It is December 1, and Advent has begun. I’ve decided to recommend a book each day until Christmas – a book to which I have given at least 4 Stars and for which I have not yet posted a review on my blog. To make it more interesting/challenging, I will try going through the alphabet (using author’s surnames), skipping "Q" and "X".
Day One: Life After Life by Kate Atkinson
This is the story of Ursula Todd born or stillborn on February 11, 1910. If she reaches adulthood, she remains single or is a mistress or marries and does or doesn’t have a child. Her life ends at a certain point but then another narrative begins again and again and again, each time her life taking a different course, sometimes only marginally changed and sometimes radically so.
Suspension of disbelief is required. The reader must accept the premise that a person has chance after chance to rewrite his/her destiny: “’What if we had a chance to do it again and again . . . until we finally did get it right?’” When Ursula is reborn, she comes with a very vague sense of her previous existence: “The past seemed to leak into the present, as if there were a fault somewhere. Or was it the future spilling into the past?” Sometimes she experiences “an anticipatory dread of something unknown but enormously threatening.” As a result, she often takes actions which prevent the negative outcome of a previous life path, although that subsequent scenario does not necessarily guarantee a happy ending.
The book examines different views of reality and time and how people should approach life. Ursula wonders, “Would she really be able to come back and start again? Or was it . . . all in her head? And so what if it was – wasn’t everything in her head real too? What if there was no demonstrable reality? What if there was nothing beyond the mind?” Is amor fati the best philosophy to adopt? (“’It means acceptance. Whatever happens to you, embrace it, the good and the bad equally. Death is just one more thing to be embraced’” because “Life wasn’t about becoming, was it? It was about being.”) Is time linear or circular? (“’Time is a construct, in reality everything flows, no past or present, only the now.’”)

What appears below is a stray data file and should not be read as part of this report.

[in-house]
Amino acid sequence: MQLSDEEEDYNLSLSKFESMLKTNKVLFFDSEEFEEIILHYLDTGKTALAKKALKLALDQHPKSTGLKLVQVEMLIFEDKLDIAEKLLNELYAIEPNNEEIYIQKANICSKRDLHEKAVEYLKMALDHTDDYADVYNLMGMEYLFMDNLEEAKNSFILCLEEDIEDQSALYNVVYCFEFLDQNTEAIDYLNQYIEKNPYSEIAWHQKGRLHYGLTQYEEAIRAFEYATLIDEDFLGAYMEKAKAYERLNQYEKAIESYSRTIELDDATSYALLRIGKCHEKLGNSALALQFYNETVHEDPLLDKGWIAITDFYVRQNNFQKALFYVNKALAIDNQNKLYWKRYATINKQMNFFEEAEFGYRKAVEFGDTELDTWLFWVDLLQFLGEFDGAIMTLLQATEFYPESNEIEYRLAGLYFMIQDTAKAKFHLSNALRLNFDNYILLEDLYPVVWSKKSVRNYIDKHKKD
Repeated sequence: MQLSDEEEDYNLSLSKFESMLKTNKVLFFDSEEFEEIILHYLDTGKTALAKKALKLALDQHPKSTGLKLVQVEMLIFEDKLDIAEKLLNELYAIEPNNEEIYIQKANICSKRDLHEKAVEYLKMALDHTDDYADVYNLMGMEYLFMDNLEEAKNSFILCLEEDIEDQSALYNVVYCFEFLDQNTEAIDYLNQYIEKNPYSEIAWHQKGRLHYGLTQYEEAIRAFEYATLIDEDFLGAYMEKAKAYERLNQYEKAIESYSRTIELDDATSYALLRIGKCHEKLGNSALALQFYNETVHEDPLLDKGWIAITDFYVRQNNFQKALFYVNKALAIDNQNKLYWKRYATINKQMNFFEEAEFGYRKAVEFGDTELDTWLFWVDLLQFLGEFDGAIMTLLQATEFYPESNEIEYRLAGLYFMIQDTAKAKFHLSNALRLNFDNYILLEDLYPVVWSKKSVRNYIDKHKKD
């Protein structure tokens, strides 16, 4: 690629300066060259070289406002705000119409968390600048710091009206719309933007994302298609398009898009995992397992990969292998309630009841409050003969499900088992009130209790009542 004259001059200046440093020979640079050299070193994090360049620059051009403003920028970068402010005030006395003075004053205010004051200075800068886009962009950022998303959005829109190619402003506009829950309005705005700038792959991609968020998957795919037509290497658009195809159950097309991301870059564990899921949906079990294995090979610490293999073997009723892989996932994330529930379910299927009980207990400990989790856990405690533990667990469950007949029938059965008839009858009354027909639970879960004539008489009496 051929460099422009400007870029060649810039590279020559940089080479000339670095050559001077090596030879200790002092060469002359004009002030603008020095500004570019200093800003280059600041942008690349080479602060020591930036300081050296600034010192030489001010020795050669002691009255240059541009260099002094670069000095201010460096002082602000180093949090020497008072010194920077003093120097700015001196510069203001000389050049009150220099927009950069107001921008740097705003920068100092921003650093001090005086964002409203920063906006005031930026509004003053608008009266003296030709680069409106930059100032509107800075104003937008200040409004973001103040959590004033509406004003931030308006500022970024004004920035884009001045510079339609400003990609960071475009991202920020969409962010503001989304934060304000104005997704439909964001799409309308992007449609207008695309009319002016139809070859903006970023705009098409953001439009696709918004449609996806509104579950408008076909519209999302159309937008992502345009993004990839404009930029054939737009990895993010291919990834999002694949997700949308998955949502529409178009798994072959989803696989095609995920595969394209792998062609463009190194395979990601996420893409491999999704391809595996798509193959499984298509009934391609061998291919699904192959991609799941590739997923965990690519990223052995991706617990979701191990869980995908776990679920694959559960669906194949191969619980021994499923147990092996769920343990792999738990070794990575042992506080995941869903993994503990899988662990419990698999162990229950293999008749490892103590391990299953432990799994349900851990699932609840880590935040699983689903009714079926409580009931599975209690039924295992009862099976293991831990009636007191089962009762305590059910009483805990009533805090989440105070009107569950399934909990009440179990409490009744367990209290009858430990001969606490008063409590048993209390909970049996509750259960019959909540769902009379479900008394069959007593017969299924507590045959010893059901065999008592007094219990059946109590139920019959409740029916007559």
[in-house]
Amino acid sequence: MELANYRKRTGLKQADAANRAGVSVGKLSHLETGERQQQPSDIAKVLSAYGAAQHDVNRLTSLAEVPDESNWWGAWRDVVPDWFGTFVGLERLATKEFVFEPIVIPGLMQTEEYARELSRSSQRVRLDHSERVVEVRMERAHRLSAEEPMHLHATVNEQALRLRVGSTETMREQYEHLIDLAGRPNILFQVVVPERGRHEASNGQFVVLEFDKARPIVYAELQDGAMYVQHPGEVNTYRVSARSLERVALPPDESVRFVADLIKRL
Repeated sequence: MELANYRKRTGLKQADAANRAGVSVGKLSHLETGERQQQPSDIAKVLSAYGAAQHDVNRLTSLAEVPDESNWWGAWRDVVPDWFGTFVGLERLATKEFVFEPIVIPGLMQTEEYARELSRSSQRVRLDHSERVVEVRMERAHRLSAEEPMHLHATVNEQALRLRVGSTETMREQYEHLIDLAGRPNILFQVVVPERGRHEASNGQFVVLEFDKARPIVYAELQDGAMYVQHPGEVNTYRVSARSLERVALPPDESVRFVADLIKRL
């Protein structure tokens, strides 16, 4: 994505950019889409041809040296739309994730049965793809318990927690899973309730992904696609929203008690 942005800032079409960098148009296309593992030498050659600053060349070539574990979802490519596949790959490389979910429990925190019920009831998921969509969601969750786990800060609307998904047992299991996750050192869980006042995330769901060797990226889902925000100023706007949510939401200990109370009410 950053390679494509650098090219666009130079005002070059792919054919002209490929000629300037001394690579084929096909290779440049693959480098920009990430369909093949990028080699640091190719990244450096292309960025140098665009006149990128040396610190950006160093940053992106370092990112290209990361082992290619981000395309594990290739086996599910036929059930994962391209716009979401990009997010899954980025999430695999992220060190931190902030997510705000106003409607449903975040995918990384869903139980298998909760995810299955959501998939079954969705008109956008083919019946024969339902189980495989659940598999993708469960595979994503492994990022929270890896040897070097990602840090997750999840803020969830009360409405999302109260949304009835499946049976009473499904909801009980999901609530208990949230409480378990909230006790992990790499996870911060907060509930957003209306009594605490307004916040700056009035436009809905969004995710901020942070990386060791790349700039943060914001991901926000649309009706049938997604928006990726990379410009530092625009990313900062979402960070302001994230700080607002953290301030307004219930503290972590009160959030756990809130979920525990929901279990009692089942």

The replaying of episodes could be tedious but Atkinson avoids that pitfall. Each repetition builds our knowledge of characters so each emerges fully realized. And Ursula does progress; she gradually develops more self-confidence and becomes more proactive in taking charge of her life.
The British experience of World War II is a central focus. Ursula finds herself in the middle of the Blitz and some of the descriptions of the effects of the bombings are gruesome and disturbing. A body that Ursula helps to move comes apart “like a Christmas cracker.” After a bombing, Ursula’s attention is drawn to a dress; slowly it dawns on her that something is wrong: “A dress didn’t have arms in it. Not sleeves, but arms. With hands.” Interestingly, in no version of her life does Ursula escape the horror of that time.
I appreciated the erudite style of the novel. There are numerous quotations from poets like Keats and Donne. Snippets of French and German make an appearance, and there are references to art and architecture as well.
The presentation of alternative lives may initially seem gimmicky, but it is a device effectively employed. The result is a thoroughly entertaining book that seriously examines life and the implications of choices.
And if you like this book, you might want to read A God in Ruins, Atkinson’s latest novel which tells the story of Ursula Todd's beloved younger brother Teddy as he navigates the perils and progress of the 20th century.